Heard begins his odyssey at the headquarters of Unarius: Science of Life, a group formed in the mid-'50s by Ruth and Ernest Norman, self-fashioned archangels whose extraordinary claims of having led past lives in mythic civilizations and distant galaxies form the basis of a spiritual system that promises to cultivate wisdom in lowly earthlings. This mostly involves therapy sessions wherein members' present afflictions are attributed to dishonorable actions in past lives. For instance, one Unarian who seeks a reading from her brethren after she comes down with the flu tells Heard she learned she was once a cruel regent who was beheaded by an angry mob: " 'And that's where I got the coughing,' she said sweetly. 'From my severed head.' " Although Unarians bear some resemblance to the suicidal Heaven's Gate cult (they're expecting saucer-flying Space Brothers to arrive in 2001), they are, in Heard's estimation, a fairly innocuous bunch riddled with internecine strife.

Then there are the proponents of Earth Changes, a movement whose message Heard says is simple but starkly apocalyptic: "Mother Nature is tired of mankind's blighting presence, so she's planning to kill most of us off in the next few years by willing a rise in natural disasters, strife, and disease." The prophetic authority of this Rapture scenario is not Biblical, we soon learn, but comes from a strange farrago of Hopi mysticism, Nostradamus, and Edgar Cayce, with some crucial information occasionally channeled through Marian apparitions. Good-naturedly disparaging what he perceives as elitism, Heard notes that most of these environmental millenarians are wealthy, middle-class New Agers who seem more concerned with constructing survival pods and using the knowledge of the imminent Last Days as personal therapy than they are with alerting humankind to its pernicious abuse of the earth.

Much of the weirdness he explores leads him to Southern California, a teeming nidus of crackpot prophets and mad scientists whose eschatologies often point to redemption by means of science and technology: life-extension nuts who gobble vitamin concoctions and decry the tyranny of "deathist" thinking; cryonics enthusiasts hoping one day to grow fresh bodies for their stock of preserved heads; and a visionary named Brock d'Avignon who plans to build a floating micronation on the ocean as an escape from big-government meddling. On the opposite coast, Heard tangles with ambitious futurists hoping to colonize Mars or create "habitable ecospheres" in outer space; so far, they've managed only to form an organization dedicated to that cause.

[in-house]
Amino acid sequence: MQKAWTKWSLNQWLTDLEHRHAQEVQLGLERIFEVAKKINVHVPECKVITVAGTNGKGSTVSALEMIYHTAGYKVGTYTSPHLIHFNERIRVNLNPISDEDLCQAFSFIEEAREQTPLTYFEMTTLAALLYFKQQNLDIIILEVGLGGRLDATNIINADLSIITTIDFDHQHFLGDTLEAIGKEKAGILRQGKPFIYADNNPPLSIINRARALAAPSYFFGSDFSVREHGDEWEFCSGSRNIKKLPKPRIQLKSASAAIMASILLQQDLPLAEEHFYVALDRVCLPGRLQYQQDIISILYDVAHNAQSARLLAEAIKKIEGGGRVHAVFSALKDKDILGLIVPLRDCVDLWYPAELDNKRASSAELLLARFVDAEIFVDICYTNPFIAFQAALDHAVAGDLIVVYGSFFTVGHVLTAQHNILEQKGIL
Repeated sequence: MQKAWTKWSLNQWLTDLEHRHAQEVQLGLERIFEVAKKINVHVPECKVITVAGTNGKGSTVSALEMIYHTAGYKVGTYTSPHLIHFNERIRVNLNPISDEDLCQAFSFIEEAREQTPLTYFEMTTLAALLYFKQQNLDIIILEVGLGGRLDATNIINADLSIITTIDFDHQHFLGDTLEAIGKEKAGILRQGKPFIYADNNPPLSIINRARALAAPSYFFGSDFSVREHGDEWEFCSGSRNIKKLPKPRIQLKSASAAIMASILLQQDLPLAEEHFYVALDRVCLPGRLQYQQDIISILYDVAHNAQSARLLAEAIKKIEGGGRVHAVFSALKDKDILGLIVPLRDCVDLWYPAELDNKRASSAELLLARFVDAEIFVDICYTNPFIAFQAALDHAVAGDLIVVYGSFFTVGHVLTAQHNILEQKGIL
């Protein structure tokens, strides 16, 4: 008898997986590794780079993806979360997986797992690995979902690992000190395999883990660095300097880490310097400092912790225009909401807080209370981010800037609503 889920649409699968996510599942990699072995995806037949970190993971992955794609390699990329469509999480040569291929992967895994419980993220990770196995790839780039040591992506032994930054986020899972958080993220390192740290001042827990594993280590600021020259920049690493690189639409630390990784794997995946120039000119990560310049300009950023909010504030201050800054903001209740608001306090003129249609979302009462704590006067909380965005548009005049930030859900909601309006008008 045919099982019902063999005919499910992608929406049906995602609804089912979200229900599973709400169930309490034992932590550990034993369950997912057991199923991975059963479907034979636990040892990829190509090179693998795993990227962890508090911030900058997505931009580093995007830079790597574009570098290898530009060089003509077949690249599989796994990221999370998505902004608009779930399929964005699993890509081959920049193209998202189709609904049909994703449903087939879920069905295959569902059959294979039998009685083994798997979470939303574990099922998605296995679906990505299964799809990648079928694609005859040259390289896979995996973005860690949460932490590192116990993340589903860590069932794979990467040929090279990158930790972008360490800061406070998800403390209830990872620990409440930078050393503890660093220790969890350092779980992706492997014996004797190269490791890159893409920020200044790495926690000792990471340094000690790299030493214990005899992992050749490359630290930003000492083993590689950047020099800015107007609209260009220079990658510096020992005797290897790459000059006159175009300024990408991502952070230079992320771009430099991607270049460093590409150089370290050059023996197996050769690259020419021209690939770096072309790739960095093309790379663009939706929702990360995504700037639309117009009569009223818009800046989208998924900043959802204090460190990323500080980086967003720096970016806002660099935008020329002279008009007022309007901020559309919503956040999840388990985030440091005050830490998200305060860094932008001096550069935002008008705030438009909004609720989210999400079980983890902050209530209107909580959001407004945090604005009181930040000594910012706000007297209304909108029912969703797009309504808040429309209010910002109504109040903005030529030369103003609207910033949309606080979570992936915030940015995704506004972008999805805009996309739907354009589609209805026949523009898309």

As a researcher, Heard is thorough and brings a good deal of important historical information to the table. But he hasn't written a serious study so much as the narrative equivalent of an amusement-park ride, one in which he figures prominently as a foil and a wiseacre. Although eminently skeptical about the beliefs of the people he encounters, Heard isn't always automatically dismissive of their motivations (as perhaps he should be), even when it is clear he doesn't expect to be convinced of their righteousness, either. He approaches the task of learning about the American fascination with the end of the world like an amused anthropologist, and part of the charm of Apocalypse Pretty Soon is the story of his participation in the rites and rituals of the groups he surveys. Engaging and generous to a fault, Heard's book is a delightfully manic guide to a thriving fringe culture awaiting the end of an unsatisfactory world. It should be regarded for what it is -- a pleasant addition to the nightstand.

Damon Smith is a freelance writer living in Cambridge.